The Palestinian Islamist Hamas group said on Sunday it was taking key steps to end a decade-old feud with President Mahmoud Abbas’s Fatah movement.
Hamas has dissolved its shadow government in the Gaza strip, the militant group said in a statement, adding it will allow a reconciliation government to operate there and is ready to hold elections and enter talks with Fatah.
Repeated attempts at reconciliation have failed since Hamas drove forces loyal to Abbas from the Gaza Strip in 2007, a year after defeating Fatah in parliament elections.
The takeover led to rival governments, with Hamas controlling Gaza and Abbas governing autonomous enclaves in the Israeli-occupied West Bank.
On Sunday, Hamas said it accepted Fatah’s key demands for ending the split.
These include holding general elections in the West Bank and Gaza and allowing an Abbas-led “unity government” — formed in 2014 but until now unable to start operating in Gaza — to finally assume responsibility there.
The announcement came after separate talks by Hamas and Fatah delegations with Egyptian intelligence officials in Cairo in recent days.
Hamas’s move comes at a time of great hardship in Gaza.
The enclave, which over the past decade has suffered three wars with Israel, has been battered by an Israeli and Egyptian blockade, and seen its underground smuggling tunnels destroyed.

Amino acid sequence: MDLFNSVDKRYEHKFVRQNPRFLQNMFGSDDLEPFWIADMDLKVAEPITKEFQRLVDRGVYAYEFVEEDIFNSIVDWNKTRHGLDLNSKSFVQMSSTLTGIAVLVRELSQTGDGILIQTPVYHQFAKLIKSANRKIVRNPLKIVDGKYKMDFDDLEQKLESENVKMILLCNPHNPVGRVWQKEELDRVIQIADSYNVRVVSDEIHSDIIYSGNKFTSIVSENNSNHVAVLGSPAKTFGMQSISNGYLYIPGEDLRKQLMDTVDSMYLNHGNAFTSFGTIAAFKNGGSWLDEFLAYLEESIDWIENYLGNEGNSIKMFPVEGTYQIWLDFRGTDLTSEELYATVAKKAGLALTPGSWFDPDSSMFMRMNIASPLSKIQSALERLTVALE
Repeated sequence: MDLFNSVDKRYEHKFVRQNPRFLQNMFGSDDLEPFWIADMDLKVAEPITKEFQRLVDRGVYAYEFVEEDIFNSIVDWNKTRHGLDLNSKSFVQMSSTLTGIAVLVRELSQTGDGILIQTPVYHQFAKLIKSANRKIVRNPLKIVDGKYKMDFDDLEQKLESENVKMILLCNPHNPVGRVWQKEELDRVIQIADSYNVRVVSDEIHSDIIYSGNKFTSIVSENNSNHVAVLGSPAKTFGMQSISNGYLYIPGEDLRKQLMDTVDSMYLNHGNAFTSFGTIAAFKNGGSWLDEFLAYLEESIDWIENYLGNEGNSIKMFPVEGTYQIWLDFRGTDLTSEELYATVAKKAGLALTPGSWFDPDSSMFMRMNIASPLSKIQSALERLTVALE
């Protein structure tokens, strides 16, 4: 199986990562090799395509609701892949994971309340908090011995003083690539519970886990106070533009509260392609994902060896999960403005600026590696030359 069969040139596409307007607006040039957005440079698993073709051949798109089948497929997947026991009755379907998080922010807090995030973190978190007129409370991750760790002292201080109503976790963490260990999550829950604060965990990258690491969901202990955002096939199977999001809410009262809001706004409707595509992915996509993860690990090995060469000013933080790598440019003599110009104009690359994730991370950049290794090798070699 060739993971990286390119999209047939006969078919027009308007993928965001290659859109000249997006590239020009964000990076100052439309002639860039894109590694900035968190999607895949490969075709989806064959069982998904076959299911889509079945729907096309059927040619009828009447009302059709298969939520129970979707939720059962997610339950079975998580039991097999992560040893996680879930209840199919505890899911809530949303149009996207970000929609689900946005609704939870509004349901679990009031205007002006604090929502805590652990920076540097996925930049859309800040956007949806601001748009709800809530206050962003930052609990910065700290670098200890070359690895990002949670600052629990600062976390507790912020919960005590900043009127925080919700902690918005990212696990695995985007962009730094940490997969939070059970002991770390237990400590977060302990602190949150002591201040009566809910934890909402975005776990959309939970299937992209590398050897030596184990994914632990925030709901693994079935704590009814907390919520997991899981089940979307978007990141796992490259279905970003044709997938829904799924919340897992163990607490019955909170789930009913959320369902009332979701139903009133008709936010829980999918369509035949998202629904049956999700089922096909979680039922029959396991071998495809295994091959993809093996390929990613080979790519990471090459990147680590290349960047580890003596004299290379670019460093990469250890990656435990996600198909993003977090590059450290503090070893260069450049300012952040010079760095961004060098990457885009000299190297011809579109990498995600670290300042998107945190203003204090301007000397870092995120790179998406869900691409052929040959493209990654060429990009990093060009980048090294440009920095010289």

Hoping to pressure Hamas to relinquish control of Gaza, Abbas has also cut payments to Israel for the electricity it supplies to Gaza.
As a result, the strip’s two million inhabitants have typically had power for less than four hours a day.
Fatah welcomed the pledge by its Hamas rival, but said it wants to see the promises implemented before making the next move.
Repeated attempts since 2011 to reconcile the two movements and form a unity government in Gaza and the West Bank have so far failed.
The last Palestinian legislative election was held in 2006 when Hamas scored a surprise victory, which laid the ground for a political rupture.
Hamas and Fatah fought a short civil war in Gaza in 2007 and since then Hamas has governed the small coastal enclave.
Hamas and Fatah agreed in 2014 to form a national reconciliation government, but despite that agreement, Hamas’s shadow government has continued to rule the Gaza Strip.
Abbas, 82, has support from Western governments but is an unpopular leader among Palestinians, according to opinion polls.
He has no clear successor and there are no steps being taken toward a presidential election any time soon.